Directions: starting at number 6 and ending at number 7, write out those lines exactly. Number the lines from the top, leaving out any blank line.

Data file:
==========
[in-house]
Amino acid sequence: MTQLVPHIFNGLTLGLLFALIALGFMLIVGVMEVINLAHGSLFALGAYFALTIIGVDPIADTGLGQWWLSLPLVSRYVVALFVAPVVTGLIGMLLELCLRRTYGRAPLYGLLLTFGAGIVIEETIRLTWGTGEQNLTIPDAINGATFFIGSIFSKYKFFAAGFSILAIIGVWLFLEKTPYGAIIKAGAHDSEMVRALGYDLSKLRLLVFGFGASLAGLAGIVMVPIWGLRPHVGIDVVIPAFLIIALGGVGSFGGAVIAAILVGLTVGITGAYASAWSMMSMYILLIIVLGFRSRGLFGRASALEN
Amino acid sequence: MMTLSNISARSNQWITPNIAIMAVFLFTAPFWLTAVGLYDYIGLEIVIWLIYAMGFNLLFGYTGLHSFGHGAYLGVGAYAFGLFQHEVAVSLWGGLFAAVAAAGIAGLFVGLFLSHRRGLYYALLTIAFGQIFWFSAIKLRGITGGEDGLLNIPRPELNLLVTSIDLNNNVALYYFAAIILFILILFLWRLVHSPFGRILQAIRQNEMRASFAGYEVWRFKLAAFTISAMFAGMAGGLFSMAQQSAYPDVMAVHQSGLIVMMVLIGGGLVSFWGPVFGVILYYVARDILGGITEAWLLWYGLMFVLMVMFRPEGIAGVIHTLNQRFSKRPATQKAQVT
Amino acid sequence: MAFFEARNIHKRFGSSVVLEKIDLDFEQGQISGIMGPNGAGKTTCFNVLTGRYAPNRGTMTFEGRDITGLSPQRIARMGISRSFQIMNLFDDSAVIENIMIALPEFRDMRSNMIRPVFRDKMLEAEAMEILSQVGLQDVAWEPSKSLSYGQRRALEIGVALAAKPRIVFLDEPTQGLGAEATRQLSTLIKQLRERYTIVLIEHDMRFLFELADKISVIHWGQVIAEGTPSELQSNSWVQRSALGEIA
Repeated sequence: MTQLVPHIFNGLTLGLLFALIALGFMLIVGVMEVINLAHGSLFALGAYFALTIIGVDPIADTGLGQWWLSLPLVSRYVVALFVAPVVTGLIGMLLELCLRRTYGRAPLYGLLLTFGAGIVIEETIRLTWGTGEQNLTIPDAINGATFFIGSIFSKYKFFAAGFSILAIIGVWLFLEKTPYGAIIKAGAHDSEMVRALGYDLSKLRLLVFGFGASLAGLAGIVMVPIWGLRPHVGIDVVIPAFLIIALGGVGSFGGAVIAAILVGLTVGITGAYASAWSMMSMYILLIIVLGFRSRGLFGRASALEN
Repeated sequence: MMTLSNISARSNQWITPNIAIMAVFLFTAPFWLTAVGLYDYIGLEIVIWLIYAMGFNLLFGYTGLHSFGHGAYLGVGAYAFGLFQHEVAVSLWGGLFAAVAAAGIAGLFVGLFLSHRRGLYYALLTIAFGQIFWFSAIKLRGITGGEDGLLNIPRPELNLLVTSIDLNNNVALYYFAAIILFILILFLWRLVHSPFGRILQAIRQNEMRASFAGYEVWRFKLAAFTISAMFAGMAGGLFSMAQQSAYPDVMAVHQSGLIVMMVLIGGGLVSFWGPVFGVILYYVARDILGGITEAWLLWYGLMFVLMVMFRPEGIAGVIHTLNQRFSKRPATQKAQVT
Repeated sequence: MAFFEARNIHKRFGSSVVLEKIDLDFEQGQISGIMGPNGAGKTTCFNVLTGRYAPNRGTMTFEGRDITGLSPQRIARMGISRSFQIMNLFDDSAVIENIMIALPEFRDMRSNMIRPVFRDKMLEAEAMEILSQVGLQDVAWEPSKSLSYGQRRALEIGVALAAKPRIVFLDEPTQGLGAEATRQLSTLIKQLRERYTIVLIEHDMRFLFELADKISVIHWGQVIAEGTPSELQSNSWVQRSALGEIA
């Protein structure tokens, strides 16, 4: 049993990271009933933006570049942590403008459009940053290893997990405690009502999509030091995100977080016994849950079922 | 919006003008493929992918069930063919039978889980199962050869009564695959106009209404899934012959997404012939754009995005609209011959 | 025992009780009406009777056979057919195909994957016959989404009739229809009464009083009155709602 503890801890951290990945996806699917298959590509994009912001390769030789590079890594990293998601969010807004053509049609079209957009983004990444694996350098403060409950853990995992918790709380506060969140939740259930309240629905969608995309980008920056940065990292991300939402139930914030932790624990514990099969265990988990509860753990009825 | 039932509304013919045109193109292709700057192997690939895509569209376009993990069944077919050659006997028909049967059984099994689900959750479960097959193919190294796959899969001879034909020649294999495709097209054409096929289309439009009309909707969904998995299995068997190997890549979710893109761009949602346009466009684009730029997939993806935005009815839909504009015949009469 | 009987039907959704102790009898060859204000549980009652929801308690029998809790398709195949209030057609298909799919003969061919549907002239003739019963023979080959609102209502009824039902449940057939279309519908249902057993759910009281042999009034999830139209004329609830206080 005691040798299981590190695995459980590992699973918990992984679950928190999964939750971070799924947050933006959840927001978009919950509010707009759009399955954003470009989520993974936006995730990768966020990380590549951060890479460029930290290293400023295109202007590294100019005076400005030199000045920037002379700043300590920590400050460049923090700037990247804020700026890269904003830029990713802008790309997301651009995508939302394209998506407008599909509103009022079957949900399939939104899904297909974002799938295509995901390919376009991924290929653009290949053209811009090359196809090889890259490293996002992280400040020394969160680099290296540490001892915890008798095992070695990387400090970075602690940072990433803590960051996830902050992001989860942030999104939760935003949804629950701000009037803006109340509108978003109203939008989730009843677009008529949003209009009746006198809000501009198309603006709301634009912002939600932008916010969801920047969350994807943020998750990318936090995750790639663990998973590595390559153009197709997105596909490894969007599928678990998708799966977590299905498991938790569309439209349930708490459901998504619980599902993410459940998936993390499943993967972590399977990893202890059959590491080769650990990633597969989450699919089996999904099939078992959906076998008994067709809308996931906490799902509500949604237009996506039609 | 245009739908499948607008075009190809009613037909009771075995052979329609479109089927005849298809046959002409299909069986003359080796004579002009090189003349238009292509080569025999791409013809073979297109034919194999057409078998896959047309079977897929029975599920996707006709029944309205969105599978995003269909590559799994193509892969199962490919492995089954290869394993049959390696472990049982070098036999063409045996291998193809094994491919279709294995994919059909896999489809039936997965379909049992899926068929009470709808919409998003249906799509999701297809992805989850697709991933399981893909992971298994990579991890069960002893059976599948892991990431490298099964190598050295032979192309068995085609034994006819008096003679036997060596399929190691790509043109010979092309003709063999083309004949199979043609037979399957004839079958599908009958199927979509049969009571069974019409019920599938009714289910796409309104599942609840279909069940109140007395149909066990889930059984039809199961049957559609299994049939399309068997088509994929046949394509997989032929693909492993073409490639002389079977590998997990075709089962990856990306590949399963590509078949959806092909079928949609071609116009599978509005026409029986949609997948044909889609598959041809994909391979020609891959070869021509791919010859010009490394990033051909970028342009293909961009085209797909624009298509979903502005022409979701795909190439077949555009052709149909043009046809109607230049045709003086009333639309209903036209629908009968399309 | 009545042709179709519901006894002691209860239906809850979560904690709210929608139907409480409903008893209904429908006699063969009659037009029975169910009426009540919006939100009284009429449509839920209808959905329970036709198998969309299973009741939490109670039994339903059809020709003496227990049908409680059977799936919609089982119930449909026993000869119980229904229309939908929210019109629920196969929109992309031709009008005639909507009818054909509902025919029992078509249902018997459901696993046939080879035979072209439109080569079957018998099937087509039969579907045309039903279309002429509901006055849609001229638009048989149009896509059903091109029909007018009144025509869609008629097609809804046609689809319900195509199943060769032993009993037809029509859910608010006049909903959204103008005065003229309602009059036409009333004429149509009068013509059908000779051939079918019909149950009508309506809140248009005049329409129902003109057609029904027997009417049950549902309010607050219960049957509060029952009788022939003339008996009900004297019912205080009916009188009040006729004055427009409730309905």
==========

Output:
Repeated sequence: MMTLSNISARSNQWITPNIAIMAVFLFTAPFWLTAVGLYDYIGLEIVIWLIYAMGFNLLFGYTGLHSFGHGAYLGVGAYAFGLFQHEVAVSLWGGLFAAVAAAGIAGLFVGLFLSHRRGLYYALLTIAFGQIFWFSAIKLRGITGGEDGLLNIPRPELNLLVTSIDLNNNVALYYFAAIILFILILFLWRLVHSPFGRILQAIRQNEMRASFAGYEVWRFKLAAFTISAMFAGMAGGLFSMAQQSAYPDVMAVHQSGLIVMMVLIGGGLVSFWGPVFGVILYYVARDILGGITEAWLLWYGLMFVLMVMFRPEGIAGVIHTLNQRFSKRPATQKAQVT
Repeated sequence: MAFFEARNIHKRFGSSVVLEKIDLDFEQGQISGIMGPNGAGKTTCFNVLTGRYAPNRGTMTFEGRDITGLSPQRIARMGISRSFQIMNLFDDSAVIENIMIALPEFRDMRSNMIRPVFRDKMLEAEAMEILSQVGLQDVAWEPSKSLSYGQRRALEIGVALAAKPRIVFLDEPTQGLGAEATRQLSTLIKQLRERYTIVLIEHDMRFLFELADKISVIHWGQVIAEGTPSELQSNSWVQRSALGEIA